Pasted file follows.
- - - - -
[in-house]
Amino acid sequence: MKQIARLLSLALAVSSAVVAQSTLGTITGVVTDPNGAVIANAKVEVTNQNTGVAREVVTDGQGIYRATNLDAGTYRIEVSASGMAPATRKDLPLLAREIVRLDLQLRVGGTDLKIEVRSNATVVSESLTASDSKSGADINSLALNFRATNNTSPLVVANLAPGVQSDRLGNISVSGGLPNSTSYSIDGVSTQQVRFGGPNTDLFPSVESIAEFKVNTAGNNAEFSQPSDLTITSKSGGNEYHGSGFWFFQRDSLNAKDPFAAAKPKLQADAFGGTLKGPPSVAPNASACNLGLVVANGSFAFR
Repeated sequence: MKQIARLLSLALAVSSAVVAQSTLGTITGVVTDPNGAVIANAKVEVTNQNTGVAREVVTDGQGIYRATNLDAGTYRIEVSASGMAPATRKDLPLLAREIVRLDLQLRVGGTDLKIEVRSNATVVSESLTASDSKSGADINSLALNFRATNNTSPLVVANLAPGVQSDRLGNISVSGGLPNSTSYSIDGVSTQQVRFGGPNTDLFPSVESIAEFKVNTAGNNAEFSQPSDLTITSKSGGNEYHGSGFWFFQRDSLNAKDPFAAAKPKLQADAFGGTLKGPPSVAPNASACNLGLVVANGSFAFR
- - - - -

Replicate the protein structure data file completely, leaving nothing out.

[in-house]
Amino acid sequence: MKQIARLLSLALAVSSAVVAQSTLGTITGVVTDPNGAVIANAKVEVTNQNTGVAREVVTDGQGIYRATNLDAGTYRIEVSASGMAPATRKDLPLLAREIVRLDLQLRVGGTDLKIEVRSNATVVSESLTASDSKSGADINSLALNFRATNNTSPLVVANLAPGVQSDRLGNISVSGGLPNSTSYSIDGVSTQQVRFGGPNTDLFPSVESIAEFKVNTAGNNAEFSQPSDLTITSKSGGNEYHGSGFWFFQRDSLNAKDPFAAAKPKLQADAFGGTLKGPPSVAPNASACNLGLVVANGSFAFR
Repeated sequence: MKQIARLLSLALAVSSAVVAQSTLGTITGVVTDPNGAVIANAKVEVTNQNTGVAREVVTDGQGIYRATNLDAGTYRIEVSASGMAPATRKDLPLLAREIVRLDLQLRVGGTDLKIEVRSNATVVSESLTASDSKSGADINSLALNFRATNNTSPLVVANLAPGVQSDRLGNISVSGGLPNSTSYSIDGVSTQQVRFGGPNTDLFPSVESIAEFKVNTAGNNAEFSQPSDLTITSKSGGNEYHGSGFWFFQRDSLNAKDPFAAAKPKLQADAFGGTLKGPPSVAPNASACNLGLVVANGSFAFR